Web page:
Alma, California facts for kids
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Alma as it appears today
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Alma is a ghost town in Santa Clara County in California, United States. It lies beneath the waters of the Lexington Reservoir above Los Gatos. The location is latitude 37.18N and longitude 121.98W. It was 551 feet (168 meters) above sea level.
There are two different possible origins for the name of the town. The first is that the town was the location of a branch road that led to the New Almaden mine. The original town name registered with the Postal Service in 1861 was Lexington. It was re-registered as Alma in 1873.
The town was mostly demolished when the James J. Lenihan Dam was constructed there in 1952. Alma, at the time, had a population of fewer than 100 people. The town was an important rail stop for the logging industry in the Santa Cruz Mountains as well as a stop for vacationers heading to the coast from the Santa Clara Valley. Just north of Alma was the town of Lexington, which had greatly declined by the time that dam and reservoir were constructed.
Alma had a stage stop, hotel, saloons, small agricultural operations, general merchandise store, and lumber mills, as well as other establishments. The South Pacific Coast Railroad served Alma between 1880 and 1940, providing service between Los Gatos and Santa Cruz via Wrights, also known as Wrights Station or Wright's Station.
Some foundational structures are only visible when the water levels drop in the reservoir, and some old roads and a bridge dating from 1926. The bridge can only be viewed when the water level is unusually low, such as the summer of 2008 when construction on the dam lowered the water level to 7% capacity. Modern day State Route 17 passes by the reservoir—beneath which lie the former towns of Lexington and Alma. A U.S. Weather Bureau cooperative weather station in Alma reported average annual rainfall of 22.60 inches (573.5 millimeters).
Alma Helitack Base
CAL FIRE operates one of its 11 helitack bases near the site of the former town. Alma Helitack Base houses one helicopter and one fire engine.
Alma College was located west of Alma on Alma College Road, above the Lexington Reservoir, at latitude 371056N, longitude 122000W; decimal degrees: latitude 37.18222, longitude -122.00111.
In February 1969, the school relocated to Berkeley to become one of the member schools of the Graduate Theological Union and placing it in close proximity to the University of California. The Board of Trustees voted to change the name of Alma College to the Jesuit School of Theology at Berkeley in June 1969.
Today, the Jesuit School is one of only two Jesuit theological centers in the United States operated by the Society of Jesus. The school intends to be "an international center for the culturally contextualized study of theology and ministry," and admits students from all over the world.
The Jesuit School is accredited by the Western Association of Schools and Colleges, the American Association of Theological Schools, and by the Vatican Congregation of Catholic Education as an Ecclesiastical Faculty of Theology.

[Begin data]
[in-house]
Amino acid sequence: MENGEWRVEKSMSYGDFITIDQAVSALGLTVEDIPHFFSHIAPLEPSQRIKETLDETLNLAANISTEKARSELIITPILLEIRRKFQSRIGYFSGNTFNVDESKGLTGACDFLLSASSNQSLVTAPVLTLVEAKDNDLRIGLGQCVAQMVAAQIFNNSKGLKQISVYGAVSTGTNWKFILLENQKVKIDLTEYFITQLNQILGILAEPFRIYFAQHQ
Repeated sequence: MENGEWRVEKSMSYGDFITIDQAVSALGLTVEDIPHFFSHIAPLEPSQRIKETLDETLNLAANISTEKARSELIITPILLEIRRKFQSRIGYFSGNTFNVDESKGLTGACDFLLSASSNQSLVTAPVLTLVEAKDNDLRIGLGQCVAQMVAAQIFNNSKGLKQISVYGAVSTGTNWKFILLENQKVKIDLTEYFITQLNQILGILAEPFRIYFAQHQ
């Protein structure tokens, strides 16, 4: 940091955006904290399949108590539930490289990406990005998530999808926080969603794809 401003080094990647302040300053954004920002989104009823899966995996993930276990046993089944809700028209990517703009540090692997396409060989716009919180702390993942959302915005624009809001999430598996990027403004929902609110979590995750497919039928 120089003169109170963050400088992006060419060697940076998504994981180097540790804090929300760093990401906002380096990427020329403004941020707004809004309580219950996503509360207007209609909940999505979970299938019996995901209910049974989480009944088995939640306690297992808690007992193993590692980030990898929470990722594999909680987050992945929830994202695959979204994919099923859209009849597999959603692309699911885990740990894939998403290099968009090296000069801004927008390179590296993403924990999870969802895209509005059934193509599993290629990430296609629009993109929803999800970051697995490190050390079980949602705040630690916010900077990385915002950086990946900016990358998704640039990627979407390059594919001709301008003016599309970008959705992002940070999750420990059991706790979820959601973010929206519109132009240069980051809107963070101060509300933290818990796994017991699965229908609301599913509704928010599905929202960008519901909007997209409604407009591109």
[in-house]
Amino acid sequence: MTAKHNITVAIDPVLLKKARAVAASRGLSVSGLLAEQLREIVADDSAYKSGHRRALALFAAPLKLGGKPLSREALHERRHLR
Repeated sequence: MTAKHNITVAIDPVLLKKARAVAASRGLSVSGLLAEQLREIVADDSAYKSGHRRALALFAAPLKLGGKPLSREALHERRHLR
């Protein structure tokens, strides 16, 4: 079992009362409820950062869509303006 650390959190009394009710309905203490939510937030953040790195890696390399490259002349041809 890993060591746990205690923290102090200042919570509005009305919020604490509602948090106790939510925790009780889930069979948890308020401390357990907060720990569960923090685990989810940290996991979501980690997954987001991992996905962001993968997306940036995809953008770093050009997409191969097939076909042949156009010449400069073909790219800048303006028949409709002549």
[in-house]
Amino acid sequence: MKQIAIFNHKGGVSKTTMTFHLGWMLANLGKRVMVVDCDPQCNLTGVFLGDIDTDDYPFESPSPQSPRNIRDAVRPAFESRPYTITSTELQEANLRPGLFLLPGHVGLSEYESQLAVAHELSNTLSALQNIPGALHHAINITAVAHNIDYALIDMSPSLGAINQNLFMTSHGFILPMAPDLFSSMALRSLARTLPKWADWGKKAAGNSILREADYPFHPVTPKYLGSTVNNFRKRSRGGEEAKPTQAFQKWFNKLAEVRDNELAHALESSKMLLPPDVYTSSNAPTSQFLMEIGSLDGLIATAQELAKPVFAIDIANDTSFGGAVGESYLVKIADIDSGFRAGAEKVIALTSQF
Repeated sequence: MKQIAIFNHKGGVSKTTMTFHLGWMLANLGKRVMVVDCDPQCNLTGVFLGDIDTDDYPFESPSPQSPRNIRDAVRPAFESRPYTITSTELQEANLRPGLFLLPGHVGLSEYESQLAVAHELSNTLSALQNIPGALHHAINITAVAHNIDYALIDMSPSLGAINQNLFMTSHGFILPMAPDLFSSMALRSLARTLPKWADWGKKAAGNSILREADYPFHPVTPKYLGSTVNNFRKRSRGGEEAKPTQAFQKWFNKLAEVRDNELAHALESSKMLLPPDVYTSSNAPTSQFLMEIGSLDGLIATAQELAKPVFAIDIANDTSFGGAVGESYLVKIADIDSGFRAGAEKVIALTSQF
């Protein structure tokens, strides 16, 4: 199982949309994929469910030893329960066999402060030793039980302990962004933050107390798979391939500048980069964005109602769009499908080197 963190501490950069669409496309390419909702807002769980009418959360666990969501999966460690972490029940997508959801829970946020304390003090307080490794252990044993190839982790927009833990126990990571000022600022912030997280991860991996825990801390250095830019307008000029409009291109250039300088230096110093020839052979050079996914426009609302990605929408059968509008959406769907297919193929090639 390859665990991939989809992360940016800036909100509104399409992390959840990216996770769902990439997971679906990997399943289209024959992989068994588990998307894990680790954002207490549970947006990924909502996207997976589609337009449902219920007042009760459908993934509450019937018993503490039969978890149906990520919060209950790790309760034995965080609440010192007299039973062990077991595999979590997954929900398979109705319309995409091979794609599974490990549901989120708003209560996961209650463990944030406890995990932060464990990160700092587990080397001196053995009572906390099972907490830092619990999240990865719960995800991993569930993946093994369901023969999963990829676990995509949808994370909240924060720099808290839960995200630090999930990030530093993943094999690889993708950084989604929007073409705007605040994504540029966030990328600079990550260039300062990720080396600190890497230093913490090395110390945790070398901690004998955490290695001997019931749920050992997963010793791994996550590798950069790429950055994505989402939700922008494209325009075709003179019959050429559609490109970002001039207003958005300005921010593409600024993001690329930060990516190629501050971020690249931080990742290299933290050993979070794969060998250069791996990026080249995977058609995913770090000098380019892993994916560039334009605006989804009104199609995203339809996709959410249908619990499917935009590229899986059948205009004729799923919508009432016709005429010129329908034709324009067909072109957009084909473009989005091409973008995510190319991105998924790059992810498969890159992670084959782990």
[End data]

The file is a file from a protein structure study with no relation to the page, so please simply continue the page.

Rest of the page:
The original college buildings were heavily damaged by the Loma Prieta earthquake on October 17, 1989. That same year, the Jesuits sold the property for $12 million to Hong Kong Metro Realty, based in Madison, Wisconsin, and run by Dr. Jun Lee, nephew of Hong Kong casino billionaire Stanley Ho. Lee sold the land to Arlie Land and Cattle of Cottage Grove, Oregon in December 1997 for more than $17 million.
The triangular-shaped lower parcel lies between Highway 17 and Bear Creek Road. The irregularly-shaped upper parcels lie on both sides of Bear Creek Road and surround the Presentation Center, a conference and retreat facility run by the Sisters of Presentation. The western portions of the upper parcels are crossed by a network of trails and roads built by the Jesuits, while the southern parcel is the steepest and most heavily wooded part of the land and can't be easily accessed. The two upper parcels stretch nearly to the Santa Cruz County line.
In 1999, the Mid-peninsula Regional Open Space District signed a contract to acquire the former college site, set on 1,071 acres (4.33 km2) of wooded hillsides. The complex agreement, which the Board of Directors approved 7-0 at a March 10 meeting, was the costliest in the district's history and the first open space agreement that included potential development. Officials said it was the district's last chance to get the land, which it had been considering since 1975.
Under the deal, Mid-peninsula agreed to pay $10.5 million for an option on the upper 811 acres (3.28 km2), but the remaining 260 acres (1.1 km2), on the lower property along Highway 17, was considered for possible development of a golf course and up to 50 luxury homes by Arlie Land and Cattle.
Although the property was heavily logged in the late nineteenth century, the district said it is one of the largest and finest second-growth redwood forests remaining in the county. Some redwoods on the property are believed to be 800 to 900 years old.
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